I’ve been reading John Ringo’s tales for well over a decade now, and I always look forward to them… except I wasn’t sure about this series. Although I’ve written a bit about zombies, most of what I have seen or read was, well, more humorous than anything. Human physiology just doesn’t work that way.
But this is Ringo. So I tried it out, and was sold. His usual fare: fast-paced storytelling, well-developed characters, real-feeling world. As a long-time fan, I was amused by the number of people I ‘know’ in the books, other fans who were redshirted or tuckerized into the books. But above that, it reminded me of something I had been unconciously missing in my recent reading.
I’ve been reading a lot of newbie authors (and one aspiring to lit-ew-ary status), and while with them I have to work to stay in the story, reading Islands of Rage and Hope was an immersive process. I didn’t read it all in one sitting – physically impossible with my schedule – but I will go back and re-read it. Which is rare for me, these days. He does a superb job of making the reading easy. I’m still trying to analyze what it is, and why it works for me.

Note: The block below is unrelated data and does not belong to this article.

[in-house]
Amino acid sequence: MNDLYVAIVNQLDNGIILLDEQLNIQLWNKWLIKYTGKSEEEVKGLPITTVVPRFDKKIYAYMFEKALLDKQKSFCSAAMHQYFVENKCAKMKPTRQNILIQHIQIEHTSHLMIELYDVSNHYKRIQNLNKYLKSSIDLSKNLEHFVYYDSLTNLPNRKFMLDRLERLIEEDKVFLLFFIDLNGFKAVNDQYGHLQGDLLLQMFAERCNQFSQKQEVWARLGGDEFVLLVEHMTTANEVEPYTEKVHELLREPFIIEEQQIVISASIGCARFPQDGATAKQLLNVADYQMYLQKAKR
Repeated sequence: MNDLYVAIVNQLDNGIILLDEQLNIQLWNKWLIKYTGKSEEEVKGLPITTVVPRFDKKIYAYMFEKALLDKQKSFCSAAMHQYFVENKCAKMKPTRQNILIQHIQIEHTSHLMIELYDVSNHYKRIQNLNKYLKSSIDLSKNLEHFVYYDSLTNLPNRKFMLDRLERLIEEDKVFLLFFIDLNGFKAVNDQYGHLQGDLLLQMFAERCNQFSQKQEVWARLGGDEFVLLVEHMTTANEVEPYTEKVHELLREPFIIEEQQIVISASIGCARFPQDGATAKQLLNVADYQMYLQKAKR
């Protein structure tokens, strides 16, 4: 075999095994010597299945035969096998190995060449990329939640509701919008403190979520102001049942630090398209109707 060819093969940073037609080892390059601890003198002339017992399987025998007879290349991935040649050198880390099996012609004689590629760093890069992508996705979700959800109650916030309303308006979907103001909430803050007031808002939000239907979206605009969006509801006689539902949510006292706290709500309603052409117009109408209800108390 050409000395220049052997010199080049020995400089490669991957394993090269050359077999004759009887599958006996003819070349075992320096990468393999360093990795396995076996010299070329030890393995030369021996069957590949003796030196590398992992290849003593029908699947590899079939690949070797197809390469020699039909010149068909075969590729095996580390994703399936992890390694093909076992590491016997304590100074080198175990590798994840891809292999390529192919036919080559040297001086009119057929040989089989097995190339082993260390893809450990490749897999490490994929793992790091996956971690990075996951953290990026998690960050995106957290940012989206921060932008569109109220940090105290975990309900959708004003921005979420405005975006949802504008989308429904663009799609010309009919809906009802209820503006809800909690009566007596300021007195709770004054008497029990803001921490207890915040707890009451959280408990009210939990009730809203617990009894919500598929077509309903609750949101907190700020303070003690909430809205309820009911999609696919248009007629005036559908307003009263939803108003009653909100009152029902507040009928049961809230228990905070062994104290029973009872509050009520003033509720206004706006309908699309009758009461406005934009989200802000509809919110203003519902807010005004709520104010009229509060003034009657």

It might not work for everyone. If you prefer things like the literary tome I’m struggling with, you probably won’t appreciate the taut plotting of Ringo’s work. I like to have forward momentum, rather than pages droning on about the moles on a demon’s back (yes, really… no, I’m not giving the name of the other book). But if you enjoy character development, rather than navel gazing, this book (which wouldn’t stand alone, you do need to start with Under a Graveyard Sky) is an excellent example, as we have two young women finally coming of age, and to grips with their new role in a new world.
I’m looking forward to the next one already.
If you haven’t tried the series yet, start here. This is an essay on the Zombie Apocalypse that is… really scary on some levels. Not humorous at all.